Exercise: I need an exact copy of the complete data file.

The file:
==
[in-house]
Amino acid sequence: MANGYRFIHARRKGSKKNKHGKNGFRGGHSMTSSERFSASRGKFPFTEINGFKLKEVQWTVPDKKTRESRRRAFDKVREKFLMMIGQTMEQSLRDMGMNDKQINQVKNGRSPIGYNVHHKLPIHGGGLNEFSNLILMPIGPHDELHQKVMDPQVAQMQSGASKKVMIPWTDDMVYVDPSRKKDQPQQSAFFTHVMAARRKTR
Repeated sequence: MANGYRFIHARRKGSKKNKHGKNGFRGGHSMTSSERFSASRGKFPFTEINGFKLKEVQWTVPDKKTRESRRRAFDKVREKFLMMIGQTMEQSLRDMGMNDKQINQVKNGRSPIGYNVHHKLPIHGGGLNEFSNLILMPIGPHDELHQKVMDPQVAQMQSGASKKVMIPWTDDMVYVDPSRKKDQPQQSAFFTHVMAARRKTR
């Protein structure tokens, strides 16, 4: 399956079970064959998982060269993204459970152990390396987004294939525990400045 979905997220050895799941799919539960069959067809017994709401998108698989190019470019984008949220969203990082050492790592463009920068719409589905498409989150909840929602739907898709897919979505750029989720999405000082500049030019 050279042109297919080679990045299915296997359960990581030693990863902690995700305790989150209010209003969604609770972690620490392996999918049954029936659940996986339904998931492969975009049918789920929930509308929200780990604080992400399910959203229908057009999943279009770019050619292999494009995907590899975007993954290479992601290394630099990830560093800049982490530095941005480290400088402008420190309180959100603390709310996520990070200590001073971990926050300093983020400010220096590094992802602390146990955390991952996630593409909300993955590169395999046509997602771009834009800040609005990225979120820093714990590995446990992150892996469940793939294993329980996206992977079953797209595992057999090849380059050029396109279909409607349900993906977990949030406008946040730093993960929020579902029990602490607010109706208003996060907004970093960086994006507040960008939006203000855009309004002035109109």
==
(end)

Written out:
[in-house]
Amino acid sequence: MANGYRFIHARRKGSKKNKHGKNGFRGGHSMTSSERFSASRGKFPFTEINGFKLKEVQWTVPDKKTRESRRRAFDKVREKFLMMIGQTMEQSLRDMGMNDKQINQVKNGRSPIGYNVHHKLPIHGGGLNEFSNLILMPIGPHDELHQKVMDPQVAQMQSGASKKVMIPWTDDMVYVDPSRKKDQPQQSAFFTHVMAARRKTR
Repeated sequence: MANGYRFIHARRKGSKKNKHGKNGFRGGHSMTSSERFSASRGKFPFTEINGFKLKEVQWTVPDKKTRESRRRAFDKVREKFLMMIGQTMEQSLRDMGMNDKQINQVKNGRSPIGYNVHHKLPIHGGGLNEFSNLILMPIGPHDELHQKVMDPQVAQMQSGASKKVMIPWTDDMVYVDPSRKKDQPQQSAFFTHVMAARRKTR
């Protein structure tokens, strides 16, 4: 399956079970064959998982060269993204459970152990390396987004294939525990400045 979905997220050895799941799919539960069959067809017994709401998108698989190019470019984008949220969203990082050492790592463009920068719409589905498409989150909840929602739907898709897919979505750029989720999405000082500049030019 050279042109297919080679990045299915296997359960990581030693990863902690995700305790989150209010209003969604609770972690620490392996999918049954029936659940996986339904998931492969975009049918789920929930509308929200780990604080992400399910959203229908057009999943279009770019050619292999494009995907590899975007993954290479992601290394630099990830560093800049982490530095941005480290400088402008420190309180959100603390709310996520990070200590001073971990926050300093983020400010220096590094992802602390146990955390991952996630593409909300993955590169395999046509997602771009834009800040609005990225979120820093714990590995446990992150892996469940793939294993329980996206992977079953797209595992057999090849380059050029396109279909409607349900993906977990949030406008946040730093993960929020579902029990602490607010109706208003996060907004970093960086994006507040960008939006203000855009309004002035109109």